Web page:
There were two main findings from the work — one which was expected, and another which was more surprising. First, as predicted, receiving kudos had a positive influence on running volume & frequency. But unexpectedly, when giving kudos, runners tended to become more like those who ran less. In other words, runners were seemingly “negatively influenced by the activity levels of alters who ran less and less often than they themselves”. Let’s unpack what these findings mean.

First, the finding that receiving a kudos had a positive influence. This is not surprising — when runners received encouragement from their peers, they were more likely to run! They describe the effects of a single “kudos” event as follows:

Consider two fictive runners, A and B, who are members of a random club drawn from a hypothetical population of Strava clubs. The runners are completely identical except that runner A received kudos from one clubmate more than runner B. In that case, runner A is almost 3 % more likely than runner B to increase their running by one session per week

The second, more surprising finding was that when giving kudos, runners tended to resemble the behavior of those who ran less. This was contrary to the authors’ expectation that runners would imitate those who ran more:

Contrary to our upward comparison expectation (hypothesis 3), we did not find greater attraction towards higher effects compared to lower effects. If anything, the reverse was true: athletes were more likely to come to resemble the running behavior of kudos-friends who ran less and less often than they themselves.

But as the authors note, it’s not entirely clear whether this is an effect driven primarily by influence (where runners imitate the behavior of lower volume runners) or selection (where the result is an artifact of who runners choose to give kudos to).

Thus, overall, kudos-friends tended to have similar running behaviors, with this similarity potentially originating from both selection and influence.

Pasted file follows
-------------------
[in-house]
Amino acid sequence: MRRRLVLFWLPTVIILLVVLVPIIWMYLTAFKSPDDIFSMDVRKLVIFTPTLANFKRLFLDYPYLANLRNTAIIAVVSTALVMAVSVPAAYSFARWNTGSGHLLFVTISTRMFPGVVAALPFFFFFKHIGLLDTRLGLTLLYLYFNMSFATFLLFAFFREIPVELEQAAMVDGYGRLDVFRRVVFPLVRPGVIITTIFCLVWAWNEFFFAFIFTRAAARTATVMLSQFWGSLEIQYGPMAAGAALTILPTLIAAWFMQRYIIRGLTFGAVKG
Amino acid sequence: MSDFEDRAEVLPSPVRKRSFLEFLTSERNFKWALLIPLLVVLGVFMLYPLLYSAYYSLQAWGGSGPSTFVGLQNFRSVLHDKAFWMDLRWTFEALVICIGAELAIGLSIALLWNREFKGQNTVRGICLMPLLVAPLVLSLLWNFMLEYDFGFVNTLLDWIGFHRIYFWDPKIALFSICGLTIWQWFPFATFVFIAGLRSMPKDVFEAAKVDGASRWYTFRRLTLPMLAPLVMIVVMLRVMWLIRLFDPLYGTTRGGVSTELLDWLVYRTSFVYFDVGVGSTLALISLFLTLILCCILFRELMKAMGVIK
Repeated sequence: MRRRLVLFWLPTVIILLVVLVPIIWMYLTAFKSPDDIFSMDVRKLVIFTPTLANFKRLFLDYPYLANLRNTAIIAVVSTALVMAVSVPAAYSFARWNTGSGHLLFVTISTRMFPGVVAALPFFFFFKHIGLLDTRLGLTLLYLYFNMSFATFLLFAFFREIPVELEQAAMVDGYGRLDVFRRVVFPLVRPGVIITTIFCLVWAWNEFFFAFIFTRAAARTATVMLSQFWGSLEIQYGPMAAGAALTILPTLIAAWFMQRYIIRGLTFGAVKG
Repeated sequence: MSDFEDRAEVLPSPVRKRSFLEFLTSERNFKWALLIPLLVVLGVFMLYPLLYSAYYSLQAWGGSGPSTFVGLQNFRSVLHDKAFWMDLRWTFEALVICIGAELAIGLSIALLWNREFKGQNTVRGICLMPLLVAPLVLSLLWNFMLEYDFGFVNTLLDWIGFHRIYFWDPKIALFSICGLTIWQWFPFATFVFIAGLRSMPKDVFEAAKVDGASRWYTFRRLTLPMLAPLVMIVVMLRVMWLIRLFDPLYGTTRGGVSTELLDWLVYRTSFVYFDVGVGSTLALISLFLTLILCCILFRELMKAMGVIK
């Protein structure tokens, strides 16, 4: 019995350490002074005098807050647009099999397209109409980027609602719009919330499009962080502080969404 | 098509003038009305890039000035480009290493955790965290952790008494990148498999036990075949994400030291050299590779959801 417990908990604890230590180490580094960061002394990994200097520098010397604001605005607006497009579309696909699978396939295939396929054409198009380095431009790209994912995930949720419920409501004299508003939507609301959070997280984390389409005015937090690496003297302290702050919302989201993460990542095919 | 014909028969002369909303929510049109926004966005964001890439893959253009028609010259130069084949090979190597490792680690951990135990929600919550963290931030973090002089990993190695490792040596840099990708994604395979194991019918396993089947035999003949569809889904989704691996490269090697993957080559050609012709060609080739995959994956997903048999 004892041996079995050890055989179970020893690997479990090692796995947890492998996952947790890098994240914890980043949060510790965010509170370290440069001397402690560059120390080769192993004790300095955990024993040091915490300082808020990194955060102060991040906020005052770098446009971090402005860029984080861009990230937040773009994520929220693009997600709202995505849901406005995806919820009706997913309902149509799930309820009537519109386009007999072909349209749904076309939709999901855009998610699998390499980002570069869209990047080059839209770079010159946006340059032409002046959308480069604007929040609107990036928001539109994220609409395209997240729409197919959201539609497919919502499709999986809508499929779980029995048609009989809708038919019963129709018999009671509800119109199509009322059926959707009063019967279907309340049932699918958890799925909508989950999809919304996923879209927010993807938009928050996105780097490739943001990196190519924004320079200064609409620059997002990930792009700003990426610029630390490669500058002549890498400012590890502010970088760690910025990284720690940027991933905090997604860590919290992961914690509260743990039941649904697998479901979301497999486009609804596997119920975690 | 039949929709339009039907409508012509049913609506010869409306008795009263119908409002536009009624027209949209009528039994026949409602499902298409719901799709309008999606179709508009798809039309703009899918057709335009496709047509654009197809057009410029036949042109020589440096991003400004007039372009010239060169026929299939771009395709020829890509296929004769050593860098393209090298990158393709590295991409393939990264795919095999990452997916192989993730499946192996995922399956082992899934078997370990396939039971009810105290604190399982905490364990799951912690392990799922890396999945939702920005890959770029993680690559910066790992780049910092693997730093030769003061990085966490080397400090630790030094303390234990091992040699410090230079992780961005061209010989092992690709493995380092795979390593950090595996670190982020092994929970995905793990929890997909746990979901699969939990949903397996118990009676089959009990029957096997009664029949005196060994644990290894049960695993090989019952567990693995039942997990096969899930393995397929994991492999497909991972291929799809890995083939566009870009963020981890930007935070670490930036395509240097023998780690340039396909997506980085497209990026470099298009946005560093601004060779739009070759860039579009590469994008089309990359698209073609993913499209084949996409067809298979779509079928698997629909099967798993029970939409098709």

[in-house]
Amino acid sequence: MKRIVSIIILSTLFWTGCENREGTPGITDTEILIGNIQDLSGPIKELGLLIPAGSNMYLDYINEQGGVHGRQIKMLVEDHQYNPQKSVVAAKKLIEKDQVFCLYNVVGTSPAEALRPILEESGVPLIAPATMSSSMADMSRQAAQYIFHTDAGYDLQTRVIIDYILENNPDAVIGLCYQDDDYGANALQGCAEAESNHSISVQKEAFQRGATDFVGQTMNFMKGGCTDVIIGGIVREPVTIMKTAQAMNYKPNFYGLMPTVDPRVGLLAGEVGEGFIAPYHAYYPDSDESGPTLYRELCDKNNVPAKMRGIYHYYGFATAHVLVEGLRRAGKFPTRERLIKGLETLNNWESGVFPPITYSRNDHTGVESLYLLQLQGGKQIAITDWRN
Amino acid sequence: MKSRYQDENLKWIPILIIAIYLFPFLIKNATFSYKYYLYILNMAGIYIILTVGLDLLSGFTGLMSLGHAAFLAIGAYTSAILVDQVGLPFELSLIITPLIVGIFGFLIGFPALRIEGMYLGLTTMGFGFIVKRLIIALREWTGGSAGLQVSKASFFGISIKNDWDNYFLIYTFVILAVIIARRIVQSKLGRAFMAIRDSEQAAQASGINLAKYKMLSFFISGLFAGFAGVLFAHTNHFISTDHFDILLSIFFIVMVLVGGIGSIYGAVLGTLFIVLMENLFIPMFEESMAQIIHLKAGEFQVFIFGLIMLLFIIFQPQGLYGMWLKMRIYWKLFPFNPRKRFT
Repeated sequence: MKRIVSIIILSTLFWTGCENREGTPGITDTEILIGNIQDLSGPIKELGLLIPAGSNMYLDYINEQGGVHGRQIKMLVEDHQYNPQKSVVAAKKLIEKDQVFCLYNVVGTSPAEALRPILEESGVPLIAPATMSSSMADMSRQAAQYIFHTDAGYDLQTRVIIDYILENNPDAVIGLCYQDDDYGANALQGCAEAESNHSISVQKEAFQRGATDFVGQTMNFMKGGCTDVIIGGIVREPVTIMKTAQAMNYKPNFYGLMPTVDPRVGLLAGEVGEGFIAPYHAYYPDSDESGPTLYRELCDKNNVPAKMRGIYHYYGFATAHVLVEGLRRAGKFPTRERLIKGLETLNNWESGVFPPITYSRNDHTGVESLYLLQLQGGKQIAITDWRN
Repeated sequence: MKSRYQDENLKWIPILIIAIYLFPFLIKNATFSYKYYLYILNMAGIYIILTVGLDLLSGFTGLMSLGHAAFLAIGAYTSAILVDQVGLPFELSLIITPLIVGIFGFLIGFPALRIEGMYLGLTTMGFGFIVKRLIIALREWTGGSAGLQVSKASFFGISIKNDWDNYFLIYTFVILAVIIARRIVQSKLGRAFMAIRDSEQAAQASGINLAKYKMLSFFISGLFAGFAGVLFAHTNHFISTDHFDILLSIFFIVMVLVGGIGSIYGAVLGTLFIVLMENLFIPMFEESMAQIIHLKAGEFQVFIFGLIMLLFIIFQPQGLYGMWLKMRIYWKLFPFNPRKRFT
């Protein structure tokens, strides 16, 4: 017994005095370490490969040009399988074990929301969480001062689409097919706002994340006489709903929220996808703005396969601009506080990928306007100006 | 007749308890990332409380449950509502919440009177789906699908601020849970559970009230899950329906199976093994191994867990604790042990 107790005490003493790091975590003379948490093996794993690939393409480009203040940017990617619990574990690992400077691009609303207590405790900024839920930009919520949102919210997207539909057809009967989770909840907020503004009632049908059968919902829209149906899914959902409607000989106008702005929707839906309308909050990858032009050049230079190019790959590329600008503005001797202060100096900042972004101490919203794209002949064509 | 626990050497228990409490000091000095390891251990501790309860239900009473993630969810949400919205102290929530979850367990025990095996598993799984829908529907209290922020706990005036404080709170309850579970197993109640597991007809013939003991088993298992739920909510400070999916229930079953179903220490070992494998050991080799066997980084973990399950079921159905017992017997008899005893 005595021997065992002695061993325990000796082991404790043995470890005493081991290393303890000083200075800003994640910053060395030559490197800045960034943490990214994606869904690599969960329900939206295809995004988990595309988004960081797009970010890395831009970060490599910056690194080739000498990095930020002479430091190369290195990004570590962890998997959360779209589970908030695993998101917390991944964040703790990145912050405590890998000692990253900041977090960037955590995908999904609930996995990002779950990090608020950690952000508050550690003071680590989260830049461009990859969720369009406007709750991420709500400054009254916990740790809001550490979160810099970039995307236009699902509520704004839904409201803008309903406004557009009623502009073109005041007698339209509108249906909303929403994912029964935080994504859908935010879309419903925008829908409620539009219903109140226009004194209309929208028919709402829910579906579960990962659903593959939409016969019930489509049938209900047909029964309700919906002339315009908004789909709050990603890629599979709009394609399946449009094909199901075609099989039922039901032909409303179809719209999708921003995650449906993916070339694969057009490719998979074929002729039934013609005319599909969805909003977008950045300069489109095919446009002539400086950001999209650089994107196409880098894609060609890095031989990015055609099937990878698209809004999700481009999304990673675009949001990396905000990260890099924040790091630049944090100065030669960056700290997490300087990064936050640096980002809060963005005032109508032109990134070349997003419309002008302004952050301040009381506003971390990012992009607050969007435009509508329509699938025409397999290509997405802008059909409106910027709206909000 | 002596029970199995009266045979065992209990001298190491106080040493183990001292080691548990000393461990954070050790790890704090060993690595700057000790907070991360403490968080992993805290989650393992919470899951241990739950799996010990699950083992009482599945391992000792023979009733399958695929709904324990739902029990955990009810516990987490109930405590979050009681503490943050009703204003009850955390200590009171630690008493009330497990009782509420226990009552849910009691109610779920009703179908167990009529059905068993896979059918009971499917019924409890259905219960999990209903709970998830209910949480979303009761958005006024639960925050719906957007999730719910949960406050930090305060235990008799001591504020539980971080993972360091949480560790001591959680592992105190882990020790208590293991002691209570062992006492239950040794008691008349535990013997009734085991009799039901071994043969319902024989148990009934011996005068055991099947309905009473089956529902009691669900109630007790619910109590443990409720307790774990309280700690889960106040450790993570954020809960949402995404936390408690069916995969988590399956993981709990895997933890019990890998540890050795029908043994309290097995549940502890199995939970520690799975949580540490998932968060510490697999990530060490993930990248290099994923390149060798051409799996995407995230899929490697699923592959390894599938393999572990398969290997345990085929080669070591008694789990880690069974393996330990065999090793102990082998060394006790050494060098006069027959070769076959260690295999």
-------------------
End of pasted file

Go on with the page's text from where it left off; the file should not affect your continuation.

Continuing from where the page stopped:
The effect is almost certainly due to a combination of these two factors, but to what extent?

What Does it All Mean?

The first finding in the study, that receiving kudos is a motivating factor, is fairly straightforward and quite encouraging. Social support helps us exercise more!

But the second finding is more thought-provoking and invites further exploration: runners tend towards the behavior of those who run less. Personally, I suspect that there’s a strong argument for selection here — perhaps we tend to follow more and more athletes who run more and faster than ourselves over time, rather than following those who run less. That would, in effect, make us trend towards the “lower” end of our kudos friend set. But it’s also possible that — on some level — we try less based on our observations of our kudos friends!

As we know from other apps, there can be both benefits and drawbacks to social networking — and Strava is no exception. It’s an amazing tool for training and motivation, but it’s important to make sure you’re using it in a productive way! If you find yourself getting too caught up on other athletes performances, it can become counterproductive —Strava is a great tool to help focus on achieving your own fitness goals.

Whatever you do, the important thing is that you keep moving!